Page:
Choosing the perfect material for a kitchen island, countertop or bathroom vanity can feel overwhelming — especially with such a vast range of color options available to homeowners.
To make the process easier, here are three key factors every homeowner should weigh when choosing a countertop material.
Countertop pricing varies widely, and it’s not based on size alone. Your chosen material, edge profile and design could all factor into the total cost.
If you’re sticking to a budget, establish how much you’re willing to spend on countertops before you even visit a stone fabricator to avoid falling in love with an unrealistic option.
Keep these factors in mind as you price shop:
- How it’s priced. If you’re looking at a stock material, you may be able to use partial slabs in your layout. But if your fabricator has to special-order material, you may need to shell out for the whole slab to get the color you want.
- Measurements. Online quote tools can help you get a ballpark estimate, but to get an accurate quote, a trained measurement technician will need to measure your space in person. Stone fabricators who use laser-measure technology are likely to get precise measurements from the start.
- Your home’s resale value. Quality materials like granite, marble, quartzite or engineered quartz will actually increase your home’s value, which is not the case for less durable options like laminate.
With the right care and cleaning, any quality countertop material is likely to last for years, even decades.
Here are key durability features associated with each stone type.
- Marble: Marble is heat-resistant, making it a popular choice for bakeries and restaurants. But keep in mind that marble is prone to etching (dulling in the stone when it reacts to acidic materials like citrus or wine). If you’re concerned about etching, ask your fabricator about honed marble, which has a soft, satin finish and is less likely to reveal etching.
- Granite: There’s a reason why granite has remained a popular choice for generations! Granite is naturally very hard, and unlikely to scratch or chip with typical household use. With basic cleaning, granite will look just as beautiful after 10 years as it did the day it was installed.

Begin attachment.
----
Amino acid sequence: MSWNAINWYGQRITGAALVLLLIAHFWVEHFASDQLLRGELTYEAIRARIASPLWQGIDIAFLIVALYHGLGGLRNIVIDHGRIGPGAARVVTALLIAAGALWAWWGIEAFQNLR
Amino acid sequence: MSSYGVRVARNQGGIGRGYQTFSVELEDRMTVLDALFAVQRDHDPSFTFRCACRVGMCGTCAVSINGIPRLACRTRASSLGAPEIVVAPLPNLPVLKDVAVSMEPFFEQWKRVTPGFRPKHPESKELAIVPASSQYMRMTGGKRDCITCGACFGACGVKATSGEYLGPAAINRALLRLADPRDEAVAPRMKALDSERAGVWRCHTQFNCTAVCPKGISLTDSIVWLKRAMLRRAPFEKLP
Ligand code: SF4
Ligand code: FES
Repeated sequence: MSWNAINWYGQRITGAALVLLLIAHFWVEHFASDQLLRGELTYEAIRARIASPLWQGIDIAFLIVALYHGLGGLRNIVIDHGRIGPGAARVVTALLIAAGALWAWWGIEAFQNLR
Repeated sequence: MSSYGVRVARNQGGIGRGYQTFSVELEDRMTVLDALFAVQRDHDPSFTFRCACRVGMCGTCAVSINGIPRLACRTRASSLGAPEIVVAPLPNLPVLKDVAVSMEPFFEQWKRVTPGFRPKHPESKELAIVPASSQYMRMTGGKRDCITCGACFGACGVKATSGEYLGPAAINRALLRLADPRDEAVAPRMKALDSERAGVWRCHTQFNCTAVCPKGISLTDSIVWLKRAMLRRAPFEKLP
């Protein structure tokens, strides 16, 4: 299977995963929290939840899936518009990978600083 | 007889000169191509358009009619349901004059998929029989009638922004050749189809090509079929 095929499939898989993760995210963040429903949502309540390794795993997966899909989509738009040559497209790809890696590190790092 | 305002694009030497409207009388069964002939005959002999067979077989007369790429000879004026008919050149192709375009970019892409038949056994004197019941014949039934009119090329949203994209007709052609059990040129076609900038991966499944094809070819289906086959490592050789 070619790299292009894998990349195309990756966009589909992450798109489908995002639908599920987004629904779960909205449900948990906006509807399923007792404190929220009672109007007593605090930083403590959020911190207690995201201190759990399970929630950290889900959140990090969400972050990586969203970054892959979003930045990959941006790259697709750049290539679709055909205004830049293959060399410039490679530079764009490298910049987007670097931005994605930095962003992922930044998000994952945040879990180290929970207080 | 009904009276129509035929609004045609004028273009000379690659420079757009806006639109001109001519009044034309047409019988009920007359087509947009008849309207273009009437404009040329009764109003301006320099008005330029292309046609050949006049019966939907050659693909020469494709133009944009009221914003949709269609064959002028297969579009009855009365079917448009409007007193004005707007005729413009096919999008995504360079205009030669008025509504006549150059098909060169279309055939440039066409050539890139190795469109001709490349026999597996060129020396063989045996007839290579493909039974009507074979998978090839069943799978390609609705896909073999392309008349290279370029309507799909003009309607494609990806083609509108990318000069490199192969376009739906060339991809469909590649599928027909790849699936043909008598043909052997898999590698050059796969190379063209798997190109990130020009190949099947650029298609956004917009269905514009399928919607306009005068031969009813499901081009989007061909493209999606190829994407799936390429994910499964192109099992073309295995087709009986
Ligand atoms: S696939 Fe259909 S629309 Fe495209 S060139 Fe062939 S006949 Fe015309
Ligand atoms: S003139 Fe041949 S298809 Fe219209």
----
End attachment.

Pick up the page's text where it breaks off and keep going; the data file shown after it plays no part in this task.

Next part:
- Quartzite: Quartzite is similar to granite, as it is a natural stone that is hard and durable. Because quartzite is so durable while also having a look similar to marble, it is often priced higher than most granites.
- Engineered Quartz: Engineered quartz is more susceptible to high heat than natural stone. If used in the kitchen, homeowners should plan to use trivets and hot plates to protect man-made quartz from hot pans.
Color preferences are the most subjective feature of choosing a stone. There are two main classifications you’ll have to decide between: natural stone or engineered material.
- Natural stone: Any natural stone will have unique variations in color and pattern. Visit your fabricator and view the slab in person before having your countertop installed.
- Engineered products: Engineered products, such as man-made quartz, typically have consistent coloration throughout the slab. They are also available in vibrant hues that can’t be found in a natural stone. If you have your heart set on a purple countertop, then you’ve narrowed your options to engineered materials!
As long as you partner with a trustworthy stone fabricator who’s willing to answer all of your questions, you’ll be able to find a countertop material that perfectly suits your home, style and budget.
Danny and Joe,
Thank you for responding to my concrete dilemma and offering multiple fixes to the improper sealing quandary. Just having a sense of direction eases my anxiety. Know that I listen to your podcast, radio and T.V. broadcast, and receive your newsletter too through my email account; as well I post you on my Facebook page. Needless to say, I appreciate and trust your advice and guidance, as I’m sure other views and listeners do too. Again, thank you.
Thanks for sharing your thoughts with the TodaysHomeowner.com community, Jane! We love hearing feedback like this 🙂